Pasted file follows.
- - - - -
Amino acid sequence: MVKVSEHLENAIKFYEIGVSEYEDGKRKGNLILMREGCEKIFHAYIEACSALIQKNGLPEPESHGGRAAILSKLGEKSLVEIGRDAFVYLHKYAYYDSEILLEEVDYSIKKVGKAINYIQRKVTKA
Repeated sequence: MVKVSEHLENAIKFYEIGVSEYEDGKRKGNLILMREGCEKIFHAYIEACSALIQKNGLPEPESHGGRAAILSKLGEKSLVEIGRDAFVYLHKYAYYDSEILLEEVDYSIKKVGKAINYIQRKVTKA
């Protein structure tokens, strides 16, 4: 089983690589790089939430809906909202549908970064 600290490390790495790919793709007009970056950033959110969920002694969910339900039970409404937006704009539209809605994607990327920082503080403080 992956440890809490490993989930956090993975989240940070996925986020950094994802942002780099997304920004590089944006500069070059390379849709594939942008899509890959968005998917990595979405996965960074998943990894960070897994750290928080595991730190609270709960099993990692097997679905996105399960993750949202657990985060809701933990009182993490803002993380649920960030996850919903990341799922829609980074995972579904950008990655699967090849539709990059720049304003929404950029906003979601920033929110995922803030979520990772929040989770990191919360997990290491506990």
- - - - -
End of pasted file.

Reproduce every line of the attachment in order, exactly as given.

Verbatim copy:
Amino acid sequence: MVKVSEHLENAIKFYEIGVSEYEDGKRKGNLILMREGCEKIFHAYIEACSALIQKNGLPEPESHGGRAAILSKLGEKSLVEIGRDAFVYLHKYAYYDSEILLEEVDYSIKKVGKAINYIQRKVTKA
Repeated sequence: MVKVSEHLENAIKFYEIGVSEYEDGKRKGNLILMREGCEKIFHAYIEACSALIQKNGLPEPESHGGRAAILSKLGEKSLVEIGRDAFVYLHKYAYYDSEILLEEVDYSIKKVGKAINYIQRKVTKA
């Protein structure tokens, strides 16, 4: 089983690589790089939430809906909202549908970064 600290490390790495790919793709007009970056950033959110969920002694969910339900039970409404937006704009539209809605994607990327920082503080403080 992956440890809490490993989930956090993975989240940070996925986020950094994802942002780099997304920004590089944006500069070059390379849709594939942008899509890959968005998917990595979405996965960074998943990894960070897994750290928080595991730190609270709960099993990692097997679905996105399960993750949202657990985060809701933990009182993490803002993380649920960030996850919903990341799922829609980074995972579904950008990655699967090849539709990059720049304003929404950029906003979601920033929110995922803030979520990772929040989770990191919360997990290491506990």